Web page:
Geographic Connection to Pennsylvania: Williamsport, Lycoming County
Awards: Great Lakes Colleges Association New Writers Award, National Book Award, Pushcart Prize, Guggenheim Foundation, Rona Jaffe Foundation Writers’ Award, National Endowment for the Arts Fellowship, Bynner Foundation Fellowship, MacDowell Colony Fellowship, Rockefeller Foundation's Bellagio Center Fellowship, Public Poetry Project of the Pennsylvania Center for the Book
Poet, Mary Szybist was born in Williamsport, Pennsylvania, and earned English and Teaching degrees from the University of Virginia. She then went on to earn her MFA from Iowa Writers’ Workshop, where she was a Teaching-Writing Fellow. Her first collection, Granted (2003), was a National Book Critics Circle Award finalist and winner of the 2004 Great Lakes Colleges Association New Writers Award. Incarnadine (2013), Szybist’s second collection, won the 2013 National Book Award. She is also the recipient of two Pushcart Prizes, three fellowships, including from the Guggenheim Foundation, and additional awards and residencies. Mary Szybist has taught at Kenyon College, Warren Wilson College, and others. At the time of this writing, Szybist is an Associate Professor of English at Lewis & Clark College in Portland, Oregon.
Mary Szybist was born on September 20, 1970 in Williamsport, Pennsylvania, and questions whether the pronunciation of her name, SHE-bist, might be an Americanized version created by her great-grandparents, while the Polish pronunciation is something more like she-BIST, according to her interview with Alex Deuben of The Paris Review. “A Polish woman once told me that ‘Szybist’ means glassmaker or window maker,” she tells Deuben. “I have no idea if this is true, and I haven’t pursued the truth yet because I am fond of the idea…”
Szybist grew up in Pennsylvania and was raised Catholic. She earned a BA in English in 1992 and a Master’s Degree in Teaching in 1994, both from the University of Virginia. She then went on to earn her MFA from Iowa Writers’ Workshop in 1996, where she was a Teaching-Writing Fellow.
“When I was young,” she tells Deuben, discussing the relationship between poetry and prayer, “I reached a point where I found myself unable to pray. I was devastated by it. I missed being able to say words in my head that I believed could be heard by a being, a consciousness outside me. That is when I turned to poetry.” She also makes it clear that “Art is not religion, and neither can bring back the dead—at least not in the way that I want them back.”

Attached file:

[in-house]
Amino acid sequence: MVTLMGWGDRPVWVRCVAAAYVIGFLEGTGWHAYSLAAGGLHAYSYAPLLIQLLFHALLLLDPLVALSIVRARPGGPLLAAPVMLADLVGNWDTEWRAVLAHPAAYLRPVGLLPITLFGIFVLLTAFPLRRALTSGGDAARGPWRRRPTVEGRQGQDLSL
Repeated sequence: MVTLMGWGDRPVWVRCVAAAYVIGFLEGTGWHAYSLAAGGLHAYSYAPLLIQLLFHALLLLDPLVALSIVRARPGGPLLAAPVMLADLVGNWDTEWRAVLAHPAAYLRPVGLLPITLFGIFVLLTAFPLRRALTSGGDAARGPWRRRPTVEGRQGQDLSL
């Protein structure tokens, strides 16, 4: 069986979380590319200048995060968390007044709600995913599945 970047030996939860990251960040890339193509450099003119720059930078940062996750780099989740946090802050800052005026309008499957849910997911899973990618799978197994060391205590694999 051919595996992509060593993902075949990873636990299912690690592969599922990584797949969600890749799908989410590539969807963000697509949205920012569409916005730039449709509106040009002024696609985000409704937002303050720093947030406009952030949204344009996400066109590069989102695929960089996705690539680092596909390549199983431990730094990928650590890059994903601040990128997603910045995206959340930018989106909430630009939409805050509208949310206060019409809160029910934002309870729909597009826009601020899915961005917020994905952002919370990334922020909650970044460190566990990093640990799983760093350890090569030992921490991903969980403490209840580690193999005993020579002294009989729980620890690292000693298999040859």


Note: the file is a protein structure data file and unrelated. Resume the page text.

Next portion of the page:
Her first collection, Granted (2003), a National Book Critics Circle Award finalist and winner of the 2004 Great Lakes Colleges Association New Writers Award, “explores the difficulties of faith and love,” according to Amazon.com.
Incarnadine (2013), Szybist’s second collection, is centered on the Annunciation – a biblical account of the angel Gabriel appearing to Mary to tell her she will be responsible for bearing the son of God. The collection, Szybist explains, was inspired by what at first had been the overwhelming experience of seeing numerous paintings that depicted religious scenes in Italy during her visit there, but later elicited a different response.
“I began to imagine imposing this subject limitation on a series of poems. I was drawn to the challenge of having to work that particular limitation, and I was drawn to the Annunciation scene for all kinds of reasons… Paintings of the Annunciation tend to reinforce a vision that a transformative encounter between two radically different kinds of being is possible, and yet they also emphasize a real and unmistakable distance between those beings that never closes. … I wanted to include and enter that space in the poems.”
Incarnadine won the 2013 National Book Award, and award judge Kay Ryan says that Syzbist’s “lovely musical touch is light and exact enough to catch the weight and grind of love. This is a hard paradox to master as she does.”
Szybist is also the recipient of a Rona Jaffe Foundation Writers’ Award, two Pushcart Prizes, and fellowships from the Guggenheim Foundation, National Endowment for the Arts (2009), and the Witter Bynner Foundation (2009). She has been awarded residencies from the MacDowell Colony and the Rockefeller Foundation's Bellagio Center. Her work has been featured in The Iowa Review, Denver Quarterly, and The Best American Poetry (2008).
Mary Szybist has taught at Kenyon College, the University of Iowa, the Tennessee Governor’s School for Humanities, the University of Virginia’s Young Writers’ Workshop, West High School in Iowa City, and the Warren Wilson College MFA Program for Writers. At the time of this writing, she has lived in Portland, Oregon, since 2004, where she serves as an Associate Professor of English at Lewis & Clark College.
“I think that a good deal of poetry and art gives us some sense of access to another’s voice, perceptions, texture of thought, imagination,” she tells Deuben. “Sometimes it gives us better access to the strangeness in ourselves.”